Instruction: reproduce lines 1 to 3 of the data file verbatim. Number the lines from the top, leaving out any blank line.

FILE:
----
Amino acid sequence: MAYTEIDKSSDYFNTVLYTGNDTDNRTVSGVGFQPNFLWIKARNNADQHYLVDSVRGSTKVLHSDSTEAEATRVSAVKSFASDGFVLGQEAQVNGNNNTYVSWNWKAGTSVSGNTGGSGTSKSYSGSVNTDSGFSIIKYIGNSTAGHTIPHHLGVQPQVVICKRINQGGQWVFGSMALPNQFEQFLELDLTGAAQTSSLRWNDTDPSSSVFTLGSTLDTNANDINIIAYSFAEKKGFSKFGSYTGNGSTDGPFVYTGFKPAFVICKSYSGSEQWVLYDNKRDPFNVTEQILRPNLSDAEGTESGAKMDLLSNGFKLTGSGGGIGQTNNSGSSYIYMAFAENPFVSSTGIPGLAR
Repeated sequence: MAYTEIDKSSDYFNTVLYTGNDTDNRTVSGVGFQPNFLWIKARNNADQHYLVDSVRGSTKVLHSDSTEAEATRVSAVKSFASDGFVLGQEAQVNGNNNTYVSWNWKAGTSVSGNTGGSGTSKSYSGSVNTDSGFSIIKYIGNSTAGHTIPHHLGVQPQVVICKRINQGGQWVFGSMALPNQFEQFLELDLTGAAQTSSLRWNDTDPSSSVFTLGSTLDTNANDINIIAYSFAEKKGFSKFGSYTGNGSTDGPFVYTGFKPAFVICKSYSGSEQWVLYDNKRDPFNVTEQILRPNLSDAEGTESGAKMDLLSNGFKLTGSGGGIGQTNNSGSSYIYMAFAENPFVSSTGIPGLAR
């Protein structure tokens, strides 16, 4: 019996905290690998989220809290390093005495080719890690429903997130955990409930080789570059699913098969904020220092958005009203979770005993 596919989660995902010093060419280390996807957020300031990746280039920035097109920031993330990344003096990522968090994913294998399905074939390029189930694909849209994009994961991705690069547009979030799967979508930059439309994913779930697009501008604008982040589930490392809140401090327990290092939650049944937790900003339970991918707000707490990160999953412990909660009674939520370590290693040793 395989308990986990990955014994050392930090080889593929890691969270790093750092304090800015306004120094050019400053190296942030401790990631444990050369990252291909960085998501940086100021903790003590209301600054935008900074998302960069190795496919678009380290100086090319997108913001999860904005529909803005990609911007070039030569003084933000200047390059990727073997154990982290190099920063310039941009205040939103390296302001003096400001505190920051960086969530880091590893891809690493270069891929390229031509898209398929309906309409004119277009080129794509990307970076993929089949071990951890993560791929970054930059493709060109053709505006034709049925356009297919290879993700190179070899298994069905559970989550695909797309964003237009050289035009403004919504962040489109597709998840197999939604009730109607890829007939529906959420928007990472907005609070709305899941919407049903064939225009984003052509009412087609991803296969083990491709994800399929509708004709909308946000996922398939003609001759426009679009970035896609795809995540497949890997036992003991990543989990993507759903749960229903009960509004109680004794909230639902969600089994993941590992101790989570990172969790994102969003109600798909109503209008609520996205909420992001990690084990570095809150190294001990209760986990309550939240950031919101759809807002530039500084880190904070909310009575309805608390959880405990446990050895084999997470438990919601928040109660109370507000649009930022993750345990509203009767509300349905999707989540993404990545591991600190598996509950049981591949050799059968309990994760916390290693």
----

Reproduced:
Amino acid sequence: MAYTEIDKSSDYFNTVLYTGNDTDNRTVSGVGFQPNFLWIKARNNADQHYLVDSVRGSTKVLHSDSTEAEATRVSAVKSFASDGFVLGQEAQVNGNNNTYVSWNWKAGTSVSGNTGGSGTSKSYSGSVNTDSGFSIIKYIGNSTAGHTIPHHLGVQPQVVICKRINQGGQWVFGSMALPNQFEQFLELDLTGAAQTSSLRWNDTDPSSSVFTLGSTLDTNANDINIIAYSFAEKKGFSKFGSYTGNGSTDGPFVYTGFKPAFVICKSYSGSEQWVLYDNKRDPFNVTEQILRPNLSDAEGTESGAKMDLLSNGFKLTGSGGGIGQTNNSGSSYIYMAFAENPFVSSTGIPGLAR
Repeated sequence: MAYTEIDKSSDYFNTVLYTGNDTDNRTVSGVGFQPNFLWIKARNNADQHYLVDSVRGSTKVLHSDSTEAEATRVSAVKSFASDGFVLGQEAQVNGNNNTYVSWNWKAGTSVSGNTGGSGTSKSYSGSVNTDSGFSIIKYIGNSTAGHTIPHHLGVQPQVVICKRINQGGQWVFGSMALPNQFEQFLELDLTGAAQTSSLRWNDTDPSSSVFTLGSTLDTNANDINIIAYSFAEKKGFSKFGSYTGNGSTDGPFVYTGFKPAFVICKSYSGSEQWVLYDNKRDPFNVTEQILRPNLSDAEGTESGAKMDLLSNGFKLTGSGGGIGQTNNSGSSYIYMAFAENPFVSSTGIPGLAR
């Protein structure tokens, strides 16, 4: 019996905290690998989220809290390093005495080719890690429903997130955990409930080789570059699913098969904020220092958005009203979770005993 596919989660995902010093060419280390996807957020300031990746280039920035097109920031993330990344003096990522968090994913294998399905074939390029189930694909849209994009994961991705690069547009979030799967979508930059439309994913779930697009501008604008982040589930490392809140401090327990290092939650049944937790900003339970991918707000707490990160999953412990909660009674939520370590290693040793 395989308990986990990955014994050392930090080889593929890691969270790093750092304090800015306004120094050019400053190296942030401790990631444990050369990252291909960085998501940086100021903790003590209301600054935008900074998302960069190795496919678009380290100086090319997108913001999860904005529909803005990609911007070039030569003084933000200047390059990727073997154990982290190099920063310039941009205040939103390296302001003096400001505190920051960086969530880091590893891809690493270069891929390229031509898209398929309906309409004119277009080129794509990307970076993929089949071990951890993560791929970054930059493709060109053709505006034709049925356009297919290879993700190179070899298994069905559970989550695909797309964003237009050289035009403004919504962040489109597709998840197999939604009730109607890829007939529906959420928007990472907005609070709305899941919407049903064939225009984003052509009412087609991803296969083990491709994800399929509708004709909308946000996922398939003609001759426009679009970035896609795809995540497949890997036992003991990543989990993507759903749960229903009960509004109680004794909230639902969600089994993941590992101790989570990172969790994102969003109600798909109503209008609520996205909420992001990690084990570095809150190294001990209760986990309550939240950031919101759809807002530039500084880190904070909310009575309805608390959880405990446990050895084999997470438990919601928040109660109370507000649009930022993750345990509203009767509300349905999707989540993404990545591991600190598996509950049981591949050799059968309990994760916390290693």